Going to college was the first time I had been away from home for more than the occasional day or two. Rather than being homesick, I found the life refreshingly easy now I was away from my parents' strict influence although I missed day to day contact with my sisters.
Student dress, then as now, tended to be pretty much unisex - tee shirts, old jeans and trainers. Boys wore their hair long. My voice still had not broken and I still had a smooth complexion and soft fair hair, so that I was often mistaken for a girl, albeit a flat-chested one. By then I had also put on weight on my hips and thighs so that I was a bit pear-shaped.
During a visit home in my first term, I compared notes with Ruth. "If they think you are a girl, why don't you pretend to be one? You might find life easier. After all, Alice and I have said all along we thought you were really one of us! Call yourself Josephine, or just Jo for short instead of Joe. We'll find you a bra - you won't need much more." I made a spur of the moment decision to do just that. Before I returned to college, we experimented a little while our parents were out. The girls did my hair slightly differently and applied a tiny amount of make up, showing me how to do it for myself. They stuffed the bra with tissues temporarily and promised to get some proper breast forms for me.
Josephine arrived back in college feeling slightly apprehensive but need not have worried. One or two girls said that I looked a bit different but they called me Jo anyway - not concerned whether it had an "e"! A discreet parcel arrived a few days later and I just loved the feel of having breasts again, even modest false ones.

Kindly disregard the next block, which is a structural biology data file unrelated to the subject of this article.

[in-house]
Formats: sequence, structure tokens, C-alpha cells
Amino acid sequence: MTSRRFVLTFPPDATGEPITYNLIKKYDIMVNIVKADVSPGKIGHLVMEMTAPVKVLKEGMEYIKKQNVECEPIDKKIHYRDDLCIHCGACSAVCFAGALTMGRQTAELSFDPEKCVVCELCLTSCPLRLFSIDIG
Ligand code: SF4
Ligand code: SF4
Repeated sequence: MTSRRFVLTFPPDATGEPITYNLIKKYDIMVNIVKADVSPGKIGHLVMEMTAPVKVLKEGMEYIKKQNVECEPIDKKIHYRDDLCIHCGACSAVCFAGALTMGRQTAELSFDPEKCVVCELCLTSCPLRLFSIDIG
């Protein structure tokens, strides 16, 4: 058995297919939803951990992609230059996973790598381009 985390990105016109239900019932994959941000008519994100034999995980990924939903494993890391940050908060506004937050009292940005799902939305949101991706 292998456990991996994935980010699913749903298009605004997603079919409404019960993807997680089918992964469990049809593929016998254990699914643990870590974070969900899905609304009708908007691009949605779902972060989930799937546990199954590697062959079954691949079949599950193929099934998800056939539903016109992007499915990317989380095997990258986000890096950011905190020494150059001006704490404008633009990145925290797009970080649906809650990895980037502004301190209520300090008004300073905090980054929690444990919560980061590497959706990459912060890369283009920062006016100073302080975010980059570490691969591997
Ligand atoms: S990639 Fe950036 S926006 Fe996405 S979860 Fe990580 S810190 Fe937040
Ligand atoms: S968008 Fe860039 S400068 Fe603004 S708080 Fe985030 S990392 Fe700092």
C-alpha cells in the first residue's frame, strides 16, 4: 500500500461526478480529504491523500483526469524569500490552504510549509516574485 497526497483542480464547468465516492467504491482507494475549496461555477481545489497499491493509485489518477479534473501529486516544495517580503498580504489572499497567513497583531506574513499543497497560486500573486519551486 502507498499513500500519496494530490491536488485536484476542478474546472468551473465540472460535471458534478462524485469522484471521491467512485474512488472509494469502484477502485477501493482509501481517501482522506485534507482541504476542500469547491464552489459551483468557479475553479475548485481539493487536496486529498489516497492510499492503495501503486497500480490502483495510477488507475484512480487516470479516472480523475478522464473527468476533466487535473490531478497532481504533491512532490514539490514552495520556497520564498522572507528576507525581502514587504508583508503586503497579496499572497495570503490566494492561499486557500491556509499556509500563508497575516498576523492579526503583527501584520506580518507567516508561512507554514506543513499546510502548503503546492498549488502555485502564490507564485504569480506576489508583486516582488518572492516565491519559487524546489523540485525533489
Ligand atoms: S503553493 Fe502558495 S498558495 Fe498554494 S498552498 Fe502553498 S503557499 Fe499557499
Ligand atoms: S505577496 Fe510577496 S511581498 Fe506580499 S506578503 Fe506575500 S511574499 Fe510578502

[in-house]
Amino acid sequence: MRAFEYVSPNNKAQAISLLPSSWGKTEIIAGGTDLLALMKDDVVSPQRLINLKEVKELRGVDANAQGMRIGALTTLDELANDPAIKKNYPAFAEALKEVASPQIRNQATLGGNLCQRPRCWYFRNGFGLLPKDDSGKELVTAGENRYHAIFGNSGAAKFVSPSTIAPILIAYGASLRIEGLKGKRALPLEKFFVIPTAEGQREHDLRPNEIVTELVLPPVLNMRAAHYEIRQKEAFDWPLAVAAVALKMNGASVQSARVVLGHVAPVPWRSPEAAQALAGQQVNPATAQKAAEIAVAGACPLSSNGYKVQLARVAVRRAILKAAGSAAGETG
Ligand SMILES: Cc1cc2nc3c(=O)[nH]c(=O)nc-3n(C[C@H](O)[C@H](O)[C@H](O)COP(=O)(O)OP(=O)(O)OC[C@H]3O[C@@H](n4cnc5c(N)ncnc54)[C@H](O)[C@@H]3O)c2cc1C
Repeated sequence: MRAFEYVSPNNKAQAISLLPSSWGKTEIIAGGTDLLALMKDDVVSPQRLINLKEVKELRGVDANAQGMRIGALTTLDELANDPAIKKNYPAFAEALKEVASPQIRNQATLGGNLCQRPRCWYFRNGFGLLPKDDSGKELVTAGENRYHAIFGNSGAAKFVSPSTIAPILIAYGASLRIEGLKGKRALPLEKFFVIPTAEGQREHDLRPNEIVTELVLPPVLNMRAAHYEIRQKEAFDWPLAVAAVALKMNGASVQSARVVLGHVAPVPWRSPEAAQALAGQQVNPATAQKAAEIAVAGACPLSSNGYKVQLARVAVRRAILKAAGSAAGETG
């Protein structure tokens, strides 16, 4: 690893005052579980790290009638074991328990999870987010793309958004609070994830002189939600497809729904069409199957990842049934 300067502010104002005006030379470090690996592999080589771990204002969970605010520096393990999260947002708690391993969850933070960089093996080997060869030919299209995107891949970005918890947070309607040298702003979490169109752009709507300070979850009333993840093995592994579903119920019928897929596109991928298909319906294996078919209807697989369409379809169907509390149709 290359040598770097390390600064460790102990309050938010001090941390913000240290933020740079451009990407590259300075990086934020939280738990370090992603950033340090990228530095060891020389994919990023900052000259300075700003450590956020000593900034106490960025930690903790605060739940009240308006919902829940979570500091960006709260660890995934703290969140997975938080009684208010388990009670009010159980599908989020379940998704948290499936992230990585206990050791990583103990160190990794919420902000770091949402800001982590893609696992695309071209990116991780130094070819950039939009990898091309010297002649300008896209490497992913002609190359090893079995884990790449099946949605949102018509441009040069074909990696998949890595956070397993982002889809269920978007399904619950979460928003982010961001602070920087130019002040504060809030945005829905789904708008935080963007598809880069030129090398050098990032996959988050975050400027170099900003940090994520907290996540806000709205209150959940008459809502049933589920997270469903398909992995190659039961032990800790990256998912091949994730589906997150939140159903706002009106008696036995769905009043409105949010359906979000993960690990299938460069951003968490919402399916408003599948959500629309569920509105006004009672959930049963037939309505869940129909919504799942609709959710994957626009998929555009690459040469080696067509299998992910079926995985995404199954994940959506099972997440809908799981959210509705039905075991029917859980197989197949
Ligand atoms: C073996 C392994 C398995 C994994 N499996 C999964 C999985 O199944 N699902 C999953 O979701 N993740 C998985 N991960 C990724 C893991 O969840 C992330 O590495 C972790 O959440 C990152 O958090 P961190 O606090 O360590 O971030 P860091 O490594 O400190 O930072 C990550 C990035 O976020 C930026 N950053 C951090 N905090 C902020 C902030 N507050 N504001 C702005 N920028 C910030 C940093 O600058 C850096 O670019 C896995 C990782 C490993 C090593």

There were inevitably a few complications but no one seemed to notice, least of all the university authorities. Maybe I was not the first student to change sex! Of course, I had to revert sometimes and always when I went home. I worked hard and after three years emerged with a "first" degree. Mum and Dad insisted on coming to my degree ceremony. I guess they were justifiably proud of me. Unfortunately that meant I had to be Joseph again and that caused more confusion.
In those days, compulsory National Service was still the norm for all males over 18. I had had a deferment while I completed my studies but soon after leaving college, I received a letter addressed to Joseph Stanley Marples containing official notice of call up. The three weeks notice went by quickly. I had a very perfunctory medical exam and was passed A1. After all, I was perfectly healthy. I duly reported to the reception centre for new recruits, was issued with standard (uncomfortable) uniform and all the usual bits of kit, including heavy boots and kit bag and was given a very "short back and sides" haircut.